The race is heating up between telcos and cable operators to wire up broadband customers, providing “triple play” service of voice, data and video on demand. This competition story, whose Nov. 16 installment features SBC and Comcast, is being played out in thickly populated residential and commercial centers.
Further from the metro hubs, rural counties and cities are looking to their own resources and government initiatives to fund broadband buildouts for data and voice. A recent “research advisory” from the Yankee Groups Lindsay Schroth, “Wireless Broadband Finds a Home in the Country,” examines this trend, its success factors and issues.
Rural broadband initiatives typically start by linking up a towns own facilities: schools, police stations, hospitals, libraries, water plants and the like, says the advisory. “Often, after theyve built up the network, theyll start to act as a wholesale provider for ISPs to come into the region and bring services to businesses and consumers,” said Schroth in an interview. “Theres often fiber backbone, created by utilities. They find ways to leverage that, or leverage water towers, other infrastructure.”
Small-town broadband solutions are now a mixture of fiber and what Schroth calls “pre-WiMax” transport: a fixed-wireless, pre-standardized point-to-multipoint technology between base stations and outdoor-mounted transceivers.
“Typically, the municipality will have some idea of where to apply for grants for building out broadband networks. There are different initiatives in each of the states,” said Schroth. ROI periods are generally longer than those required of enterprises. Information on municipalities currently building out networks is available at www.muniwireless.com.
Schroth reports that Yankee Group has seen a lot of municipalities considering Wi-Fi and mesh networking—a technology that creates coverage by routing traffic from one access point to another, instead of point-to-multipoint. “We dont think that will wind up being the technology of choice for them, because this is built as a local area net technology, not wide area,” she said. “You need a lot of access points The mesh networks weve seen deployed wind up an operational nightmare, especially for a municipality, which doesnt have a lot of expertise.”
Schroths advisory also recommends that rural municipalities develop coalitions among the government and business consumers before launching the service.
The Yankee Group document pays particular attention to Allegany County, Md., where its AllCoNet project created a high-capacity microwave wireless SONET ring connecting large public facilities over unlicensed spectrum. The town was able to put its own water towers, high school, bell tower and airport towers to use in mounting base stations. A second phase scaled the ring to 622M bps, over 400 T-1 lines, and was opened to commercial ISPs at a low fee.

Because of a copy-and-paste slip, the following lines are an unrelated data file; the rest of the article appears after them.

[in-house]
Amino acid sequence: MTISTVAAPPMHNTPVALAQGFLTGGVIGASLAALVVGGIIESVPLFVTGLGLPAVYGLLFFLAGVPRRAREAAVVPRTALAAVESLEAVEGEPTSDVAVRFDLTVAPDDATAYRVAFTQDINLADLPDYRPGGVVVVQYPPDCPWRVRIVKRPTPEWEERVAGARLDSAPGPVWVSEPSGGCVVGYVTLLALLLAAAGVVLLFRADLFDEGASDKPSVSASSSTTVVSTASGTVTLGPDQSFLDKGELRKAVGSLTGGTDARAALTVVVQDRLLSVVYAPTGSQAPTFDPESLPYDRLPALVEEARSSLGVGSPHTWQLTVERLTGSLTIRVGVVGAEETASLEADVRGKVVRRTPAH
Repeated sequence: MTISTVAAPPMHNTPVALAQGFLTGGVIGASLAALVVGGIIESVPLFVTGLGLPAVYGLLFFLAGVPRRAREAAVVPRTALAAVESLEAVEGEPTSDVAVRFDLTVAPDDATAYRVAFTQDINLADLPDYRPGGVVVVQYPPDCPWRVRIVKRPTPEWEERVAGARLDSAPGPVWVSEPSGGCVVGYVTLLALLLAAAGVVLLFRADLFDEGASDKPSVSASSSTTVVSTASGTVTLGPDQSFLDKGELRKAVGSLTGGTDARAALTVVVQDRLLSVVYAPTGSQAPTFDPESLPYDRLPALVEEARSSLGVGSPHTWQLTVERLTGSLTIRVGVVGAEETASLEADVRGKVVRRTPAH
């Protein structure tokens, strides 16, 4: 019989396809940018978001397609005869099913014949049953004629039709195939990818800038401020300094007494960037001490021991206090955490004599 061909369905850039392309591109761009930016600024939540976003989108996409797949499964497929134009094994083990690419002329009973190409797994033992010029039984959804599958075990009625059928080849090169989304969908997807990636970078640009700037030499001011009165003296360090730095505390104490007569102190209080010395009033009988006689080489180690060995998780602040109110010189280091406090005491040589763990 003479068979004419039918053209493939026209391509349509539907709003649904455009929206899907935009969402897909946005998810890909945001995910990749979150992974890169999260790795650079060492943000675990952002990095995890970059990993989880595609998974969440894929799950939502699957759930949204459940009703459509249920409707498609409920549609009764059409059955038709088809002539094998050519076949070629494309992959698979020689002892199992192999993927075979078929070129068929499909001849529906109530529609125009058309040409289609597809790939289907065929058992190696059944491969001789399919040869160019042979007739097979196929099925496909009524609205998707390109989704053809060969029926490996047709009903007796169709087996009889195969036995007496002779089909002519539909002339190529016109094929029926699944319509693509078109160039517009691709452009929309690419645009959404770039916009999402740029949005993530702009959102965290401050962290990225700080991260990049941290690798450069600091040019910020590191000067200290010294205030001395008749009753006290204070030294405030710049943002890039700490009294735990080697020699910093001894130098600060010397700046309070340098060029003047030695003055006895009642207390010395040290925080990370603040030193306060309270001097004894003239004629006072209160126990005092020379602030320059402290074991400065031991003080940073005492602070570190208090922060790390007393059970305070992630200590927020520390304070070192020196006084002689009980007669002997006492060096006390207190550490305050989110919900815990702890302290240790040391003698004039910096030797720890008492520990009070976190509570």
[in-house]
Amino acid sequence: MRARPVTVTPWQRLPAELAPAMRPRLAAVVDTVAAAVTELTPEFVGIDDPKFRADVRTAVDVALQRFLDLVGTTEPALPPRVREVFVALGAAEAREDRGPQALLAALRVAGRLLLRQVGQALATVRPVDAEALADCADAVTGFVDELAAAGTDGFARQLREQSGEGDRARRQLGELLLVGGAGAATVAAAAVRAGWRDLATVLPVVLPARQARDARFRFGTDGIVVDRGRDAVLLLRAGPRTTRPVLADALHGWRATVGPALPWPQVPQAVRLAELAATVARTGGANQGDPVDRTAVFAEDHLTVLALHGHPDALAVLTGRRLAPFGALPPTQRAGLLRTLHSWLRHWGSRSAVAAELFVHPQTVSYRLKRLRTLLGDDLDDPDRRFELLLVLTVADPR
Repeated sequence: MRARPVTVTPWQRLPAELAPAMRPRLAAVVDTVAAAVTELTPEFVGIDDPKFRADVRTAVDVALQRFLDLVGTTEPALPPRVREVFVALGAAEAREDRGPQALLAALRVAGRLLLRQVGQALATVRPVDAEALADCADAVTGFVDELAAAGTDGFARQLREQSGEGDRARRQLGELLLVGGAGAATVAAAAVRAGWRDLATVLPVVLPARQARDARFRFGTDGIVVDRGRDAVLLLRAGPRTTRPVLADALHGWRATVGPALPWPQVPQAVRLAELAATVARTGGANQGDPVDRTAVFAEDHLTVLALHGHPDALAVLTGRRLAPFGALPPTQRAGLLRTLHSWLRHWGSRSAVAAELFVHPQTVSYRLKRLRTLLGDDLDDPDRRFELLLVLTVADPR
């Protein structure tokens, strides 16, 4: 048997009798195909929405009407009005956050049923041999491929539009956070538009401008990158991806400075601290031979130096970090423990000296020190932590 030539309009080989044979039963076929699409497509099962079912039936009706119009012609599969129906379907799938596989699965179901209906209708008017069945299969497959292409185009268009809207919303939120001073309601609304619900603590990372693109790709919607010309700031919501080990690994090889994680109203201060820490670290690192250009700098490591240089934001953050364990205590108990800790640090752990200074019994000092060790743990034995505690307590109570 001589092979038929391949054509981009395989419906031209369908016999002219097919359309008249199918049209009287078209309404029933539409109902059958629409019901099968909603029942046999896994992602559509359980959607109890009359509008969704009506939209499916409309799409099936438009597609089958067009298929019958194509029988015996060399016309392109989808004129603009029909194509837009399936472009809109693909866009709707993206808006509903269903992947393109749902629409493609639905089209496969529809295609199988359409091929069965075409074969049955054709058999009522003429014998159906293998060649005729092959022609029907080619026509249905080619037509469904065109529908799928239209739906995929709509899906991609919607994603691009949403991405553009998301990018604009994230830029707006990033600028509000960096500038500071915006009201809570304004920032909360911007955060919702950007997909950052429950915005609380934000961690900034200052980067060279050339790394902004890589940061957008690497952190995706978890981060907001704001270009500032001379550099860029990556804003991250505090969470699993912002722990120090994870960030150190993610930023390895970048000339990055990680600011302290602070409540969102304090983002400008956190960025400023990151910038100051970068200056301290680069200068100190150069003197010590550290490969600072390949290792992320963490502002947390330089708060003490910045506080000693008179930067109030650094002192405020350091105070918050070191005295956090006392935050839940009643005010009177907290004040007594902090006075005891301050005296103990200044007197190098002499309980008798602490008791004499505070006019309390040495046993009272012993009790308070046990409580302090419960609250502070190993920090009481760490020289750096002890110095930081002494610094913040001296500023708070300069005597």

The city of Ithaca in upstate New York is currently rolling out a broadband solution as part of a franchise agreement signed with Time Warner Cable. According to Alan Karasin, senior network administrator for Ithaca, it will be used exclusively for city departments and employees, first for data and then for videoconferencing, VOIP and e-government applications. Karasin met this reporter at a VoiceCON road show in September, listening to the pitches of IP telephony vendors.
And Manchester, Conn., across the Connecticut River from Hartford, has a fiber-optic network partly funded out of state initiatives, and partly out of the savings it realized from the elimination of T-1s connecting buildings individually. The town used the “Municipal Gain” law in Connecticut to help win the rights to string the network across utility poles back in 2000. Jack McCoy, CIO for Manchesters IS department, explained that to that point the law had never been used for telecommunications. Having connected its downtown middle school, the city was sued by then local Bell operating company SNET. “We went through public utility control hearings and won the case, and then put out a spec to do the rest of the city,” said McCoy, seen at the Voice-on-the-Net exhibit hall in Boston in October.
A partnership with downtown merchants extended that fiber-optic network, with its Internet access, to a free, Main Street Wi-Fi network. “The merchants bought inexpensive access points, which we modified, and connected those back to the middle school on one end of Main Street and a library on the other.”
“It was an economic development initiative,” said McCoy. “Main Street in Manchester, like Main Streets across the nation, has been adversely affected by the rise of malls. This was an effort to get people to come down, have coffee and use the local restaurants.”
Manchester has now published a bid spec for an IP telephony system or hosted service; McCoy reported that a surprising 30 vendors attended a bidders conference. Final responses to the RFP are due in the next two weeks. “Our specs range from the standard IP telephony dominant vendors, like Cisco, Avaya and Nortel, to the open-source world. Were looking for standards, versus a proprietary solution. The third type is either of the first two in a hosted scenario. Id like to hear from all three categories,” said McCoy.
eWEEK.com VOIP & Telephony Center Editor Ellen Muraskin can be reached at Ellen_Muraskin@ziffdavis.com.
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